input from the public, we decided to highlight the serious threat posed by Vnuk. We
wanted to call for support for our position which is that the Government must in no way
implement Vnuk in a manner which damages UK motor and motorcycle sport. This will
help to create critical mass behind us as we progress the politics. It is interesting to note
that the Foreign Secretary has responded by writing an article in the Telegraph on January
1st. He focussed on non-motor sport areas though.

As for other EU countries, Germany and Ireland recognise the problem and Vnuk received
a large amount of coverage in Ireland back in the summer. Media in other countries failed
to pick up on the Europe-wide ramifications and there remains some apathy in other EU
countries and a belief that nothing needs to be done. This belief may be due to a number
of factors. The people considering the legislation are not motorsport experts, some
countries may be intending to follow Finland’s example and some think they are okay, as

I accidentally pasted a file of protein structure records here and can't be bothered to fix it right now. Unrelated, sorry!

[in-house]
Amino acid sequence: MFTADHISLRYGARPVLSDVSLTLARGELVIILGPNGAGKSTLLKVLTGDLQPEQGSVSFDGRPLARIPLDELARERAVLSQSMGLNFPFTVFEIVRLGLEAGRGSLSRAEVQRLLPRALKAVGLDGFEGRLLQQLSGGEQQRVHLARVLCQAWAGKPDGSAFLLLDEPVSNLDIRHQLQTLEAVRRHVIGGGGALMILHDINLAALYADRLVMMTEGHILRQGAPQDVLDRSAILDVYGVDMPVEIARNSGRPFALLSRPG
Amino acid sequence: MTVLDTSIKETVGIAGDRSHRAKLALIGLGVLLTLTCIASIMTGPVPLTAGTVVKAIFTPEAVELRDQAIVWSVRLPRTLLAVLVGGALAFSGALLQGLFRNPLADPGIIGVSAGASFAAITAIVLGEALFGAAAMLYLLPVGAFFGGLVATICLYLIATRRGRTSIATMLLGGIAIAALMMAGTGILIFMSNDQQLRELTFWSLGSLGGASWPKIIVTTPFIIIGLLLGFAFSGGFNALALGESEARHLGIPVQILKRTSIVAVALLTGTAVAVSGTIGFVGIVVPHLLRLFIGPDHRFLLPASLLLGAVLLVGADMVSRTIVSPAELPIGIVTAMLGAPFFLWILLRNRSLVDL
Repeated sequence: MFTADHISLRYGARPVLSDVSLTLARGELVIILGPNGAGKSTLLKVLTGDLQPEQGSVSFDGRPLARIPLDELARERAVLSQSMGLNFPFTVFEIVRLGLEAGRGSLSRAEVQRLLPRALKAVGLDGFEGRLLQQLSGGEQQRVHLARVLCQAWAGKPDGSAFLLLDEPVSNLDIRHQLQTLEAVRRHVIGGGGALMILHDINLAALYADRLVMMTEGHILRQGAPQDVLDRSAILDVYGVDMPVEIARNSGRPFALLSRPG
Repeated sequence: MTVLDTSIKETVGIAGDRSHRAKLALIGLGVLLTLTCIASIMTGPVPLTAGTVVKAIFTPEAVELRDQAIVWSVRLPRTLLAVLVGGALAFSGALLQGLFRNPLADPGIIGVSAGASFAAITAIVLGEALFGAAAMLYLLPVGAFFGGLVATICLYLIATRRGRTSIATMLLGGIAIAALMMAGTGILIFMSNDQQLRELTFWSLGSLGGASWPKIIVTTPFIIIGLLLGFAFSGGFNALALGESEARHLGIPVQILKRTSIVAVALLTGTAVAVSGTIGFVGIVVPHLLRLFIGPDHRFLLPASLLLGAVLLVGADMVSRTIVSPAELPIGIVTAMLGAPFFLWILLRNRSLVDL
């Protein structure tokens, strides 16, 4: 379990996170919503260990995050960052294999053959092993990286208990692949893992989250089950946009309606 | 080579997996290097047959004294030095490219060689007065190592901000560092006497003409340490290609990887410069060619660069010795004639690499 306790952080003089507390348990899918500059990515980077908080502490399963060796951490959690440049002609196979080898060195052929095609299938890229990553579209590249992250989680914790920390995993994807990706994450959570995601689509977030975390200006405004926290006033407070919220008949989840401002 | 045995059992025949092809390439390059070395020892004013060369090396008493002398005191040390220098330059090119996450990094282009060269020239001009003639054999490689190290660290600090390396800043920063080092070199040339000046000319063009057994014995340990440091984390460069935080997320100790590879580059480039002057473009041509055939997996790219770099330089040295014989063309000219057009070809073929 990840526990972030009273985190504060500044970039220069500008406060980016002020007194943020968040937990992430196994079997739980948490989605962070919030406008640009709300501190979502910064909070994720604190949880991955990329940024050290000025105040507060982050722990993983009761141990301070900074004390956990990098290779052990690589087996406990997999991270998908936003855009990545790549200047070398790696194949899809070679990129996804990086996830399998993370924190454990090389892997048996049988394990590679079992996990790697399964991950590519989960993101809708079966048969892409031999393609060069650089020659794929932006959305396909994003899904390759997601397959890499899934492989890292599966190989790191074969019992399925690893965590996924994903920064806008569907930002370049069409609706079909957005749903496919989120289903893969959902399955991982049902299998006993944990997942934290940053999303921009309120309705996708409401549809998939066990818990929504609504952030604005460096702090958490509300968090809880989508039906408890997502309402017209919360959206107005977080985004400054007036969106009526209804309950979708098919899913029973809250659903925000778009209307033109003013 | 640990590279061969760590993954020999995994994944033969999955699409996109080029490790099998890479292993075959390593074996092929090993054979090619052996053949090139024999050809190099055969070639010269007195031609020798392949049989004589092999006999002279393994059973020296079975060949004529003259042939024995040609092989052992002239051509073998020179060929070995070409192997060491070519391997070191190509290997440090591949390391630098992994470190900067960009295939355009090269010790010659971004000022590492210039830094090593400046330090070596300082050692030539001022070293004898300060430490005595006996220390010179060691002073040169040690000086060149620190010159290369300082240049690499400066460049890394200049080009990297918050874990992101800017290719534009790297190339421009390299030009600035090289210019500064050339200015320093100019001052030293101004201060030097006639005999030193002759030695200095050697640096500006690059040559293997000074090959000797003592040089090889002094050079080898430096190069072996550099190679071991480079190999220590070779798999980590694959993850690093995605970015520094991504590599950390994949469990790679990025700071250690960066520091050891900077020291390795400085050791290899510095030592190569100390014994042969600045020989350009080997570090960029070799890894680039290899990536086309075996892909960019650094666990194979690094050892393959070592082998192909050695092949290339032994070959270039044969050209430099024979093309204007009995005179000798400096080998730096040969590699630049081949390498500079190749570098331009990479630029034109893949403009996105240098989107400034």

they already require riders to have third party liability. However we have discovered that
this insurance only covers injury, not vehicle damage and so fails the Vnuk ‘tests’. Of
course, if another member state finds a way to accommodate Vnuk in a way that works,
we will encourage the UK Government to do the same. But we simply can’t hope or rely on
this happening as Vnuk is incredibly specific.

Finland has had third party insurance for riders in the sport for a few years. In the initial
year, this was €200. Last year, a typical policy was around €4,000. Quotes for the 2017
season have included €29,000 (twenty nine thousand Euro) for a 13-year-old motocross
rider (report in Finland press). Finland was in the process of repealing the individual
insurance requirement for motorsports events, but Vnuk put a stop to that.
Some commentators are so shocked by the possible ramifications of Vnuk, they believe
that someone somewhere will stop it from happening; and that highlighting the worst case
scenario is scaremongering.

Vnuk is too far reaching to simply ignore, or take a relaxed view about. Self-insurance